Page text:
By Lyn Redwood, RN, MSN. President Children’s Health Defense

When the U.S. launched measles vaccination in the 1960s, facilitated by generous federal funding, there were experts who questioned the need for a vaccine, given the low and falling measles morbidity rate and the greater than 98% decline in mortality since 1900.  In March 1963 the first two measles vaccines were approved for use in the United States: a live vaccine produced by Merck (Rubeovax) and a formalin-inactivated one produced by Pfizer (Pfizer-Vax Measles–K).

In 1967, a campaign was launched to eliminate measles from the United States. “To those who ask me ‘Why do you wish to eradicate measles?’” wrote Alexander Langmuir, chief epidemiologist from 1949 to 1970 at the Centers for Disease Control and Prevention, I reply with the same answer that Hillary used when asked why he wished to climb Mt. Everest. He said “Because it is there.” To this may be added, “… and it can be done.”

Today, 50 years after the introduction and widespread use of measles vaccination, we continue to see outbreaks of measles. This demands that we question how effective the goal to eradicate measles has been.  Our public health agencies often point a finger at those who are vaccine hesitant or “anti-vaxxers” (typically parents of children who had significant adverse events following vaccination) as being responsible for outbreaks of measles.  Such finger-pointing responses are overly simplistic and do not acknowledge the accumulating body of science questioning the effectiveness and safety of the measles vaccine.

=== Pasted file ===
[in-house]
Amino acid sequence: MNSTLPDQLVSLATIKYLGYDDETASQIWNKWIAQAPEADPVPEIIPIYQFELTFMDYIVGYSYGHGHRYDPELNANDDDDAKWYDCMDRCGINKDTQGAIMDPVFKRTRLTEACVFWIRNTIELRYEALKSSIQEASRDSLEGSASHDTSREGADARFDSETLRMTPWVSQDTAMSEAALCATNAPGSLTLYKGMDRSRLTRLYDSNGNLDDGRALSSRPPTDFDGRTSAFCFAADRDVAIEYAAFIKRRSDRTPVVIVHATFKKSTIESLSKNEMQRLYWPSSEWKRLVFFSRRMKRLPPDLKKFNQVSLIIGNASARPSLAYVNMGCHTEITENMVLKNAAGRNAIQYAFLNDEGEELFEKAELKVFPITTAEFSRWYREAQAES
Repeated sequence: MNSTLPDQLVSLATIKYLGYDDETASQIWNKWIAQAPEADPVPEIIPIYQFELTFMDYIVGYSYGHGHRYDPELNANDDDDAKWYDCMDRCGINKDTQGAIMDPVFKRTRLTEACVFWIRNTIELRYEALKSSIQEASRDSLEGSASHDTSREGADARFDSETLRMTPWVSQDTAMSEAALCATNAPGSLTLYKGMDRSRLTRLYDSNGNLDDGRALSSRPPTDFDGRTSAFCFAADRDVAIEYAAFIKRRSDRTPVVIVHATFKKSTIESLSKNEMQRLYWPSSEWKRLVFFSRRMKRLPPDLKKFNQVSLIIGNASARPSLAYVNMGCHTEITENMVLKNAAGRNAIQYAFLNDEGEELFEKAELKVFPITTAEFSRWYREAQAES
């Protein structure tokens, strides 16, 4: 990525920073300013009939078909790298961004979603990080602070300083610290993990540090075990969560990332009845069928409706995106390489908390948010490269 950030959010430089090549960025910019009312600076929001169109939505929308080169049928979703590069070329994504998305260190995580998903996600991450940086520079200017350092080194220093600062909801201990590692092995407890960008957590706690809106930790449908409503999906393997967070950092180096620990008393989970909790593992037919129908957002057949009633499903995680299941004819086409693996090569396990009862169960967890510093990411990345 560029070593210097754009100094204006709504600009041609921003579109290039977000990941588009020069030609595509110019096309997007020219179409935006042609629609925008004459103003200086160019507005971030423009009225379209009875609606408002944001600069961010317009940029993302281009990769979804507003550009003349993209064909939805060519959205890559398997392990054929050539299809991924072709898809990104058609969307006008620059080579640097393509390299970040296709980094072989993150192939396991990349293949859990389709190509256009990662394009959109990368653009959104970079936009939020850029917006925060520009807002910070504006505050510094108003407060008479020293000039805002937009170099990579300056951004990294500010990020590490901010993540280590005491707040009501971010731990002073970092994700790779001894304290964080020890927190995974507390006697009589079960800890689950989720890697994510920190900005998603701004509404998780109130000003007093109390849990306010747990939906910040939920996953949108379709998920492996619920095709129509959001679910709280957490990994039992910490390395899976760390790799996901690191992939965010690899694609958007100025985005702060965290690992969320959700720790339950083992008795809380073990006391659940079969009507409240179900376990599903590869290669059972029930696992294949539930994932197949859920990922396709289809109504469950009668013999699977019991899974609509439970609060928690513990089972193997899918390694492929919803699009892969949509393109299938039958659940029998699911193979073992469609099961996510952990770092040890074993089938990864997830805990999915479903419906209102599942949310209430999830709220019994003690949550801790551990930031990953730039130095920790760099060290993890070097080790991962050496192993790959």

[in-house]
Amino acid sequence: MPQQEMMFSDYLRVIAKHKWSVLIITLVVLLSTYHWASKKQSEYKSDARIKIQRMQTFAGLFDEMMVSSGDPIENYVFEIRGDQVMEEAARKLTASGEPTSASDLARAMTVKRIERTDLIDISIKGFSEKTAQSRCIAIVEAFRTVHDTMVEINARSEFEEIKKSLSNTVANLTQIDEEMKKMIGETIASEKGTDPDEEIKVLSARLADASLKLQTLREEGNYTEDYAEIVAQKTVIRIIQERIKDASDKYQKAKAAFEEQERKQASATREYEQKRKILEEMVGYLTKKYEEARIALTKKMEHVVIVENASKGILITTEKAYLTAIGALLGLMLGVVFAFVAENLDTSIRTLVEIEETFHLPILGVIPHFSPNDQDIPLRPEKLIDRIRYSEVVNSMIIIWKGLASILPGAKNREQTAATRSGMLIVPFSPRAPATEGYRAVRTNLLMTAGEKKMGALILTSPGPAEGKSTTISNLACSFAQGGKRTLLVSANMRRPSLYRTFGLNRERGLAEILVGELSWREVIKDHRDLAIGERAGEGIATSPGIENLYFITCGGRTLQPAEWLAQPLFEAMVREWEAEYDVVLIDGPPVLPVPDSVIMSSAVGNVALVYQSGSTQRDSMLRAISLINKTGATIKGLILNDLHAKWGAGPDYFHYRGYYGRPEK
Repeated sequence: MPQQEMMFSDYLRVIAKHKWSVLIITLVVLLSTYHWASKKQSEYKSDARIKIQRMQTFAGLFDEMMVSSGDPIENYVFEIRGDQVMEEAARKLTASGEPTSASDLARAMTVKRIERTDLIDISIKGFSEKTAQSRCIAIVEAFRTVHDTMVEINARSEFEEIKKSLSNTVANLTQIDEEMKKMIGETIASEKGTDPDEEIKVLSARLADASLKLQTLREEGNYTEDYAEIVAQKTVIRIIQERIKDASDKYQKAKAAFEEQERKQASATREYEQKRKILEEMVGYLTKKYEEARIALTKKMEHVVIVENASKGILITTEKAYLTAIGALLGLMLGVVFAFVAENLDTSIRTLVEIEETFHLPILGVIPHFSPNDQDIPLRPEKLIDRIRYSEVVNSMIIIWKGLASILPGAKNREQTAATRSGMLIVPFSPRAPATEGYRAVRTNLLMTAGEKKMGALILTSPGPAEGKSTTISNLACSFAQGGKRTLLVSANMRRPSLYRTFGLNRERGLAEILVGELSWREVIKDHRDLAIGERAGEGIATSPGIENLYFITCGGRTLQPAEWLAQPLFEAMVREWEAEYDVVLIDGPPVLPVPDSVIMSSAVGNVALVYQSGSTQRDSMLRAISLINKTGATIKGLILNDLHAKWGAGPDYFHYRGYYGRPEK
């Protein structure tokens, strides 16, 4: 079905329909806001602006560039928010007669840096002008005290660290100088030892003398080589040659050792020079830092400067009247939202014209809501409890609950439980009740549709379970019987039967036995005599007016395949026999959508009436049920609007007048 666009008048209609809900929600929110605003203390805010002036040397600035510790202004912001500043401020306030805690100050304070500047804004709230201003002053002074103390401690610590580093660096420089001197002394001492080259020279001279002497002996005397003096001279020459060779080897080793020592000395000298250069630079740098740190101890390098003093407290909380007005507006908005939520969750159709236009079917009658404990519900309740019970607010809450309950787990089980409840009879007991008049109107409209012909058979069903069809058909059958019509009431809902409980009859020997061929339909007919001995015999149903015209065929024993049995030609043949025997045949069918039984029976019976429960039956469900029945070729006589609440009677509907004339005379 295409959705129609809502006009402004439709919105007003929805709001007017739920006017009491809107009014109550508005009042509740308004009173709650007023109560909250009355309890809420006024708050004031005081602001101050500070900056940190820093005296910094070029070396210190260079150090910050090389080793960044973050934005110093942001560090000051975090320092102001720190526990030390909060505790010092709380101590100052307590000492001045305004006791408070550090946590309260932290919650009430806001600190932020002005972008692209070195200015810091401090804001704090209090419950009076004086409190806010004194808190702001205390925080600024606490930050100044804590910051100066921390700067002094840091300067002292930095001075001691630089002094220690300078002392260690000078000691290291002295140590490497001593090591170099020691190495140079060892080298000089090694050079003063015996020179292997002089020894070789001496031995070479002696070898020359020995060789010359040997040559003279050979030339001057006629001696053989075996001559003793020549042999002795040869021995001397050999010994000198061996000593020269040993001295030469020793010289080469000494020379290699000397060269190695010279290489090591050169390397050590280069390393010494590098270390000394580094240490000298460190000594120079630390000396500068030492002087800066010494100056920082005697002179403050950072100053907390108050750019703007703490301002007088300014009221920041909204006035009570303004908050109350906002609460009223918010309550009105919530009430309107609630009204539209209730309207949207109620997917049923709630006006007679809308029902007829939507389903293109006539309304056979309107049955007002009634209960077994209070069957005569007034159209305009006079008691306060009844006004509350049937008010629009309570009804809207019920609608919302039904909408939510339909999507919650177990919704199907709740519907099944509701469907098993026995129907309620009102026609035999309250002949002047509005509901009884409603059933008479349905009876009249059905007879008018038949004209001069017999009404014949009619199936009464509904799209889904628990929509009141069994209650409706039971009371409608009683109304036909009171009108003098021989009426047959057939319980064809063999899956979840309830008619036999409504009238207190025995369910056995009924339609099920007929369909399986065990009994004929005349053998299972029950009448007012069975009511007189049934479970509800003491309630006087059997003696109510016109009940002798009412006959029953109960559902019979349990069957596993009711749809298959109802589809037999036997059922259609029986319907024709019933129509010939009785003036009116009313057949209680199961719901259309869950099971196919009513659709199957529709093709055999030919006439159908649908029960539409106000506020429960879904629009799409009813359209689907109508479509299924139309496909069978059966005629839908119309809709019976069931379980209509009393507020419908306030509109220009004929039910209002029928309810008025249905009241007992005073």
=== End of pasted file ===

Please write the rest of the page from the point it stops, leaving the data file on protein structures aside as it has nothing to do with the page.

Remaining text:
Rather than acknowledge measles vaccination’s numerous failures—the inadequacy of  vaccine derived maternal antibodies to protect infants from infection in their first year of life before they are old enough to be vaccinated, the dramatically increased risks of developing a progressive, disabling and fatal brain disorder subacute sclerosing panencephalitis (SSPE) if an infant acquires measles the first year of life, and the evolution of mutant measles virus strains that are resistant to the measles vaccine—and work to address these critical concerns in vaccine policy, vaccine promoters keep recycling these obvious failures of the vaccine into an absurd and dangerous argument in favor of more of the same.

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